It can be a ruff go for a pup out there.
It’s safe to say that—generally speaking—visual novels are for a more niche audience. Between romance-based storytelling and mechanics, some hot-and-heavy love scenes, and the dialogue-heavy style, a title like Best Friend Forever tends to not be for everyone. Giving itself something to stand out from the pack, this dog-laden iteration on a tried-and-true genre brings in some management gameplay and all the cutest pups you could ask for. Unfortunately, said management portions of Best Friend Forever end up being side pieces that cause more problems than add fun-factor. Additionally, this means the only way to distinguish itself from the stable of visual novels, not only on the system but on offer in general, is severely lacking in what is necessary to give a title such as this real staying power.
The protagonist is new in town, leaving the big city for a more calm, restful life away from the hustle and bustle. Arriving at a town that features a high rate of dog ownership doesn’t necessarily mean you have to join in, but alas, you hop onto a dating app and run down to the nearest pet adoption center to get a furry friend of your own. After selecting your new best friend, you have to make it through Paws Academy—a 15-week course to help you succeed as a dog owner—while searching for a life partner to accompany you as well. While following most of the basic tropes done in a vast majority of visual novels, Best Friend Forever has a couple of saving graces. The romantic options are more diverse than what you might have seen in the genre, with available suitors of all gender, sexuality, race, and more. Pair that with the diverse range of pets they own, and you have a majorly positive set of options in this particular visual novel. Beyond the inclusivity, the dialogue tends to match up with the overly-sexualized standards, corniness, and lack of interesting developments you’d see elsewhere. The story as a whole stays pretty even-keel, with your other significant mechanic being in tending to your animal.
Through this extremely short experience (around an hour for a single run), you must move to increase your dog’s stats in order to maintain progress in doggy school. Choosing events week-to-week to help them, from exercise to play, helps boost those areas, but beyond selecting what you’re doing there isn’t any other interaction with the mechanic. Otherwise, you’re only met with random, interrupting outbursts from your pup while you’re in the middle of dialogue sequences. Think of these as quick-time events, but instead of pressing a sequence of keys to make a jump or something, you need to shake your cursor back and forth quickly in order to settle your dog down or drag a bag of feces to a garbage can to stop the dog from losing control of his or her bowels. While these events were meant to break up the tedium of reading through long stretches of dialogue, they instead add an annoyance that is extremely cumbersome with the way the UI operates.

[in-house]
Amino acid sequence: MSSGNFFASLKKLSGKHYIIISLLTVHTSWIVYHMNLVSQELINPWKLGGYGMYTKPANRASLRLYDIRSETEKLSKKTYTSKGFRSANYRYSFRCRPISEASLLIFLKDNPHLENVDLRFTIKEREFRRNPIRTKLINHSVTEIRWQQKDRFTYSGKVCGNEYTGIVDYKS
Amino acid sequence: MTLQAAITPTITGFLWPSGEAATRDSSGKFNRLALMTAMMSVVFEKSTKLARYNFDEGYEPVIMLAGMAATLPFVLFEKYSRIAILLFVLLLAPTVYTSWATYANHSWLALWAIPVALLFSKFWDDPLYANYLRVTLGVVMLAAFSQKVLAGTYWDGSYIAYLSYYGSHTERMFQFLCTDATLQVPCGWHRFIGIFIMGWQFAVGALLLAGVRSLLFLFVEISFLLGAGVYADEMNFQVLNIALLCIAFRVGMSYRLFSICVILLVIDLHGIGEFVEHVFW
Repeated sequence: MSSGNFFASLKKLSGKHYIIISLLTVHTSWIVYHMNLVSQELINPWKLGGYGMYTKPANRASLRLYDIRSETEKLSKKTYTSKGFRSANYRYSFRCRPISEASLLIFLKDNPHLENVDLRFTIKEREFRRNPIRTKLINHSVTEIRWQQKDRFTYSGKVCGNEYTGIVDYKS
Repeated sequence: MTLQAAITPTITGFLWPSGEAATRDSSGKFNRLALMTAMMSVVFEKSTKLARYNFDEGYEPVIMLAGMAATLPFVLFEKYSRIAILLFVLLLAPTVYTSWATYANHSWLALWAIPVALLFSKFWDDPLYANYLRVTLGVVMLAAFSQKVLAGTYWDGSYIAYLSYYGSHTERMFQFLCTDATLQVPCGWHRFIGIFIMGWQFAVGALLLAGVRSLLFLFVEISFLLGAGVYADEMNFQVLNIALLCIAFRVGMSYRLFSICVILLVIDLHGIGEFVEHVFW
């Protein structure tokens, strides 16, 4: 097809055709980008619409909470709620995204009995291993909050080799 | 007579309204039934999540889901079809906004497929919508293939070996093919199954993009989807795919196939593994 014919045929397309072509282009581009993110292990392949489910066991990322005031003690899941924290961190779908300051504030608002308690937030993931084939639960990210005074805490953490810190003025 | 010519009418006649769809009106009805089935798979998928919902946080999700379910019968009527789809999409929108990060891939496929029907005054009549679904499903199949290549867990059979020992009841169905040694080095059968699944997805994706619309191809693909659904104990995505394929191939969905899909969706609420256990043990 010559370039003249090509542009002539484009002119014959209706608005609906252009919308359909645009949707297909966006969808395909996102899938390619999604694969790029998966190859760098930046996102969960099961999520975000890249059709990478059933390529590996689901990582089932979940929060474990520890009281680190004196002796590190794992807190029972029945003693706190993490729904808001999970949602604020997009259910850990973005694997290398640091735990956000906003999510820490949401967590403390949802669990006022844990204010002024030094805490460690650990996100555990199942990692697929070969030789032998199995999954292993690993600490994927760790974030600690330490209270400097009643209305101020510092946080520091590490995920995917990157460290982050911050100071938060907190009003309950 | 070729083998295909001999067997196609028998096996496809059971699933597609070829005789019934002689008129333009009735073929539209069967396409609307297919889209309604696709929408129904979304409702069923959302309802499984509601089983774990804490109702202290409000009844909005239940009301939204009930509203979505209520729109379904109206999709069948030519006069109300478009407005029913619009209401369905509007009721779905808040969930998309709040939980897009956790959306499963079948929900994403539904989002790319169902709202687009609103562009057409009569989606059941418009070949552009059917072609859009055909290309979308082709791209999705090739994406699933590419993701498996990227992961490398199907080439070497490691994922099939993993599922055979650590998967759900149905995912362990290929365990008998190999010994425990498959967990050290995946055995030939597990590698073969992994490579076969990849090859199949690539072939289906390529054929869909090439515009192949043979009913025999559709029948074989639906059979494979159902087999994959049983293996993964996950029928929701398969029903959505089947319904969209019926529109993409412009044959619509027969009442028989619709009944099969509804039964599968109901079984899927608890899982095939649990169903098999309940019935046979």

Clearly made for PC first, Best Friend Forever on the Nintendo Switch features the dreaded on-screen cursor for game control. While this sometimes isn’t an issue, paired with the quick-time events you will find yourself regularly failing to complete them successfully while in docked-mode. Handheld mode offers a touch screen variant that helps, but all in all, it is disappointing that more time wasn’t taken to develop some alternatives for console.
The only real positive outside of the inclusivity is that the art, style, and soundtrack are great. Detailed and interesting characters make for more unique interactions than normally found in visual novels, as well as a light-hearted and colorful backdrop that pairs well with the tunes coming from your speakers. A lot of love and care was clearly put into visualizing this world, but a lot of shortcomings overtake these positives.
Best Friend Forever offers a fairly generic visual novel, with the only hook being one that fails to do anything truly interesting. The management mechanics are the lightest, most fleeting portions of the game, where you’re bogged down with a rough control scheme that is quite frustrating. Even with the positives in inclusivity, too many shortcomings make this feel like it was built to be vanilla and given the toppings way later on.